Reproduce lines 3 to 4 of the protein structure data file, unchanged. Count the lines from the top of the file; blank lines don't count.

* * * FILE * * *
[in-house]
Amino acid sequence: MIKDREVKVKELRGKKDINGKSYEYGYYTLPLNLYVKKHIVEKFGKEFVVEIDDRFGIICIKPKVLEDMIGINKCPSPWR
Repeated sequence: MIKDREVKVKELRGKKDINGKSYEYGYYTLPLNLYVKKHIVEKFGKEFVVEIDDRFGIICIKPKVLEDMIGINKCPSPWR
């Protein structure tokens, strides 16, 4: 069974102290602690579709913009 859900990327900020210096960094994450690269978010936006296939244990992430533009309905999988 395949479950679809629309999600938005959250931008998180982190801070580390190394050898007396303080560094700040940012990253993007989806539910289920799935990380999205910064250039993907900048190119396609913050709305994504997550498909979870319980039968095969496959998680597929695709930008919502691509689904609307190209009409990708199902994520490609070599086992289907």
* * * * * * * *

Repeated sequence: MIKDREVKVKELRGKKDINGKSYEYGYYTLPLNLYVKKHIVEKFGKEFVVEIDDRFGIICIKPKVLEDMIGINKCPSPWR
């Protein structure tokens, strides 16, 4: 069974102290602690579709913009 859900990327900020210096960094994450690269978010936006296939244990992430533009309905999988 395949479950679809629309999600938005959250931008998180982190801070580390190394050898007396303080560094700040940012990253993007989806539910289920799935990380999205910064250039993907900048190119396609913050709305994504997550498909979870319980039968095969496959998680597929695709930008919502691509689904609307190209009409990708199902994520490609070599086992289907």